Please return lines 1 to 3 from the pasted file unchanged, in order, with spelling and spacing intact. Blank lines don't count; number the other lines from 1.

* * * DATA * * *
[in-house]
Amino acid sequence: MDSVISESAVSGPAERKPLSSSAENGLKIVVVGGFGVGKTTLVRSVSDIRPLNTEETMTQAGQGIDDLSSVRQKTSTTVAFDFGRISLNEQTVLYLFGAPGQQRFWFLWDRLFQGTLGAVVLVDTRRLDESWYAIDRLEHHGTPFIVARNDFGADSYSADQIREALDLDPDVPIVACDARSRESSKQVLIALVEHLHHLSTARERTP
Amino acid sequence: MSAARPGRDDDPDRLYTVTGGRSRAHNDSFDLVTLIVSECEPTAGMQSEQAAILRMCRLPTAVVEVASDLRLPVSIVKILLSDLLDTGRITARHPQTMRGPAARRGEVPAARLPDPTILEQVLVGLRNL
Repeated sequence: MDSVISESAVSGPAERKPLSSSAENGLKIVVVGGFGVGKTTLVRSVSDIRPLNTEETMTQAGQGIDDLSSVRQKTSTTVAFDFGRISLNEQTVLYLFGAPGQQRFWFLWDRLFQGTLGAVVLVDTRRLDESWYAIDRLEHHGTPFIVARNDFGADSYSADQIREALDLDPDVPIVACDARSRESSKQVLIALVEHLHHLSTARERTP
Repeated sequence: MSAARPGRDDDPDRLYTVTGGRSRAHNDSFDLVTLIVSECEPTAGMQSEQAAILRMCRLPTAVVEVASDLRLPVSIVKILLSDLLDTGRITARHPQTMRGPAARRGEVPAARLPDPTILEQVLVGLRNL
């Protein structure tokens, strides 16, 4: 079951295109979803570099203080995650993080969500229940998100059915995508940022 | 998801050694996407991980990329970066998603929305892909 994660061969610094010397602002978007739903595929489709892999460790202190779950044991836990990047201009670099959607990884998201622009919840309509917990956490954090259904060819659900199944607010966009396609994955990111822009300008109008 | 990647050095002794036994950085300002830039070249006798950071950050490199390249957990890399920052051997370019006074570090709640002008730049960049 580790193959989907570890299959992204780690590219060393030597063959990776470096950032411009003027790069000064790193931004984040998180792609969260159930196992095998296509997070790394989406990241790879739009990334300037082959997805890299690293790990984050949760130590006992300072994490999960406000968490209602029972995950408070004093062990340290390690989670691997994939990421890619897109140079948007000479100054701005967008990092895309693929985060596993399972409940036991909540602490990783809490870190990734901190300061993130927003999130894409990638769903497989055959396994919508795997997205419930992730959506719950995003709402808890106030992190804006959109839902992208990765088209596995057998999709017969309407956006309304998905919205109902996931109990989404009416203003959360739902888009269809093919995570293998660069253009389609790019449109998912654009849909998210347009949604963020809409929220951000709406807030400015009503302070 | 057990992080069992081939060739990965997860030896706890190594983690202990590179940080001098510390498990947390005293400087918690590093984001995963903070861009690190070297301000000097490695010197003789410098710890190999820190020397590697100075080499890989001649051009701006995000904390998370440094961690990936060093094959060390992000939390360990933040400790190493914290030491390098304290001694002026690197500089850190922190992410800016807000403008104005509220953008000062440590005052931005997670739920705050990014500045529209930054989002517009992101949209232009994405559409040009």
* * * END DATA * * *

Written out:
[in-house]
Amino acid sequence: MDSVISESAVSGPAERKPLSSSAENGLKIVVVGGFGVGKTTLVRSVSDIRPLNTEETMTQAGQGIDDLSSVRQKTSTTVAFDFGRISLNEQTVLYLFGAPGQQRFWFLWDRLFQGTLGAVVLVDTRRLDESWYAIDRLEHHGTPFIVARNDFGADSYSADQIREALDLDPDVPIVACDARSRESSKQVLIALVEHLHHLSTARERTP
Amino acid sequence: MSAARPGRDDDPDRLYTVTGGRSRAHNDSFDLVTLIVSECEPTAGMQSEQAAILRMCRLPTAVVEVASDLRLPVSIVKILLSDLLDTGRITARHPQTMRGPAARRGEVPAARLPDPTILEQVLVGLRNL